This is not one of my normal posts, which are usually pretty detached and scholarly. Rather, I’m going to share a personal experience about bringing in academic history to the ward setting. Sunday before last I gave a talk in sacrament meeting, with the assigned topic being scriptures and their value in my life. Initially, the second counselor in my bishopric asked me to address the FLDS situation and continuing revelation, a topic that I was initially excited about but with further reflection I realized that it would be altogether too difficult to do justice in a 10 minute presentation that is supposed to be faith promoting. So I backed off, opting instead to tackle a slightly less controversial topic, but one that I felt needed to be addressed. I decided to talk about what the scriptures teach me concerning my relationship with the “other,” and how racism should not be tolerated in the church.
I realize that, for most people, racism is not the first thing that they think of, given the assignment to discuss the value of the scriptures. But after Obama’s race speech, where he challenged the country to begin a discussion on race, I began to wonder how such a conversation could ever be started in my own BYU ward. The wide open nature of the scriptures provided me with that opportunity, and I took it.
I began my comments by preparing my audience a bit, since racism is not a topic that is frequently addressed from the pulpit. I told them that I would not be reading verses about the importance of record keeping or personal stories about reading scriptures with my family as a child (things that the two previous speakers had already ably addressed), but I would instead be taking on a difficult topic, one that would perhaps make some uncomfortable, but one that was crucially important. I told them I would be speaking on racism.
I first read from Deuteronomy 24:17-18, which addresses the importance of remembering God’s deliverance from Egypt in interactions with strangers, orphans, and widows:
Thou shalt not pervert the judgment of the stranger, nor of the fatherless; nor take a widow’s raiment to pledge: 18 But thou shalt remember that thou wast a bondman in Egypt, and the LORD thy God redeemed thee thence: therefore I command thee to do this thing.
The King James language is a bit tricky here, so I also read from an alternate translation:
Do not deprive the alien or the fatherless of justice, or take the cloak from the widow as a pledge. Remember that you were slaves in Egypt and the Lord your God redeemed you from there. This is why I give you this command.
I normally try to avoid quoting directly from non-Mormon sources in church settings, not because I personally have any qualms with doing so, but out of respect for my co-religionists who are uncomfortable with such sources. But in this case I couldn’t resist and read from Yale theologian Miroslav Volf’s The End of Memory: Remembering Rightly in a Violent World:
Their model was the redeeming God, not the oppressing Egyptians. Emulating the Egyptians was to return to Egypt even while dwelling in the Land of Promise. Emulating God was to enact the deliverance God had accomplished for them…But the significance of emulating God went deeper than a relationship simply defined by example and imitation, for the Exodus was the founding story of Israel as a people. Acting toward slaves and aliens as God did toward Israel expressed what lay at the origin of Israel’s national existence and the very heart of Israel’s identity: their deliverance from slavery as an act of God’s grace. For the nation to fail to imitate God would not simply be to disregard wise counsel or disobey a moral command but, in a sense, to betray themselves, no less than the redeeming God, by living in contradiction to their true identity…It is not the memory of past suffering by the memory of God’s deliverance from past suffering that underwrites the command to be just and generous toward the weak and needy. (105-106)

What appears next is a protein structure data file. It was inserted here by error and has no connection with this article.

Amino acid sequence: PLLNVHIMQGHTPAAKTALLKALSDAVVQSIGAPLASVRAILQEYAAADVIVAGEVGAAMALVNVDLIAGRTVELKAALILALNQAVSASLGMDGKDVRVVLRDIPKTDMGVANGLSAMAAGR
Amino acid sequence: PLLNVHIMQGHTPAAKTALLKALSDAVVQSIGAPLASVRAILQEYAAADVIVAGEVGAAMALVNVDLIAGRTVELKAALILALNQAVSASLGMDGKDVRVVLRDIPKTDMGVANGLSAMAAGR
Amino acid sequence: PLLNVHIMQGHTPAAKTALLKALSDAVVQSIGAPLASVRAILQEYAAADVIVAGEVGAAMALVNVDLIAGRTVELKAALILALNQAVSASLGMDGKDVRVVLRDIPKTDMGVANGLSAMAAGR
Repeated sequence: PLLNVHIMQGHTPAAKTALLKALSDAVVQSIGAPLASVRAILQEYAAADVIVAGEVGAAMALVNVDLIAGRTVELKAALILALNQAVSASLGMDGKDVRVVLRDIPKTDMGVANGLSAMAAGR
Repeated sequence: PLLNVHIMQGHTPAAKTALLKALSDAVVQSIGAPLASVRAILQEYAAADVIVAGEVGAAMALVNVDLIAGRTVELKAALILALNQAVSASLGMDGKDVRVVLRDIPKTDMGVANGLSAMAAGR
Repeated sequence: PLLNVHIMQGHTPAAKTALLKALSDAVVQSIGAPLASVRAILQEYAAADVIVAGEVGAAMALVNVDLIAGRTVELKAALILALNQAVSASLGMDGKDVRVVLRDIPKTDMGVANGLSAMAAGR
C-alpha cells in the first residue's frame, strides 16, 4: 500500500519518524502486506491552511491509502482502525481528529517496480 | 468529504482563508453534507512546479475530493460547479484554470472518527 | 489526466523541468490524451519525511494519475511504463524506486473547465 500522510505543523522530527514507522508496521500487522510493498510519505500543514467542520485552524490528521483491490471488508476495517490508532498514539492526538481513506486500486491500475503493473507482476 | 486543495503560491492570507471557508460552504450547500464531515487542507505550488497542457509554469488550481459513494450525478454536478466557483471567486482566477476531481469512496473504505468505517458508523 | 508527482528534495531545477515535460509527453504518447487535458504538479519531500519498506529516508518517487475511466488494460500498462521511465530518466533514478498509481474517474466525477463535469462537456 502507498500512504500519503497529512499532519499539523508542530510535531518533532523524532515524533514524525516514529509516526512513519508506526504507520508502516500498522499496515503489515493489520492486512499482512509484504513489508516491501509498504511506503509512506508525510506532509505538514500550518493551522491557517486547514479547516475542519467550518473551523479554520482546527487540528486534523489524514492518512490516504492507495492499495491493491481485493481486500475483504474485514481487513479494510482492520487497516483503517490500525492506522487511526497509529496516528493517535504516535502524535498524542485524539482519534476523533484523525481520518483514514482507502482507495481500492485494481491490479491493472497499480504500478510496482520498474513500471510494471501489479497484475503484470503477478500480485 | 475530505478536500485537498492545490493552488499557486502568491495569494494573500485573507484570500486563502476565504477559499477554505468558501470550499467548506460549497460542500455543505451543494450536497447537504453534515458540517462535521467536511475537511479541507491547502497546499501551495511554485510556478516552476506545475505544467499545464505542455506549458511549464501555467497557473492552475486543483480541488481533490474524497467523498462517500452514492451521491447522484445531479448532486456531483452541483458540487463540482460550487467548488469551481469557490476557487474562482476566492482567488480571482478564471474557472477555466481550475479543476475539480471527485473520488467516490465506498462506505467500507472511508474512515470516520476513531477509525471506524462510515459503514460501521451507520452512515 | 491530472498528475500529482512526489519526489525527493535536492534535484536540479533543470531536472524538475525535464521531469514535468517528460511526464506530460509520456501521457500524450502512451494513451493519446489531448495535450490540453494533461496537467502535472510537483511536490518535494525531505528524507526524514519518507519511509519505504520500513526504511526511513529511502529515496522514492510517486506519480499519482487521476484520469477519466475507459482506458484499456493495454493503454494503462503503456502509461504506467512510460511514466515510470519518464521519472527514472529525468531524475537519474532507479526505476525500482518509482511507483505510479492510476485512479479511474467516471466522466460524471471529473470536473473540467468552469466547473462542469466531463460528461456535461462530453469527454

At this point I read Nephi’s wonderful description of God’s love toward all his children, that “he inviteth them all to come unto him and partake of his goodness; and he denieth none that come unto him, black and white, bond and free, male and female; and he remembereth the heathen; and all are alike unto God, both Jew and Gentile” (2 Nephi 26:33). Although I know that the Book of Mormon is not always consistent on racial matters, I love this verse for what it teaches us about God’s love.
Sensing that some in my audience were by this point beginning to wonder what relevance these verses had on them in today’s church, I then read from Pres. Hinckley’s April 2006 Priesthood talk, where he strongly condemned racism within the church.
Racial strife still lifts its ugly head. I am advised that even right here among us there is some of this. I cannot understand how it can be. It seemed to me that we all rejoiced in the 1978 revelation given President Kimball. I was there in the temple at the time that that happened. There was no doubt in my mind or in the minds of my associates that what was revealed was the mind and the will of the Lord. Now I am told that racial slurs and denigrating remarks are sometimes heard among us. I remind you that no man who makes disparaging remarks concerning those of another race can consider himself a true disciple of Christ. Nor can he consider himself to be in harmony with the teachings of the Church of Christ. How can any man holding the Melchizedek Priesthood arrogantly assume that he is eligible for the priesthood whereas another who lives a righteous life but whose skin is of a different color is ineligible?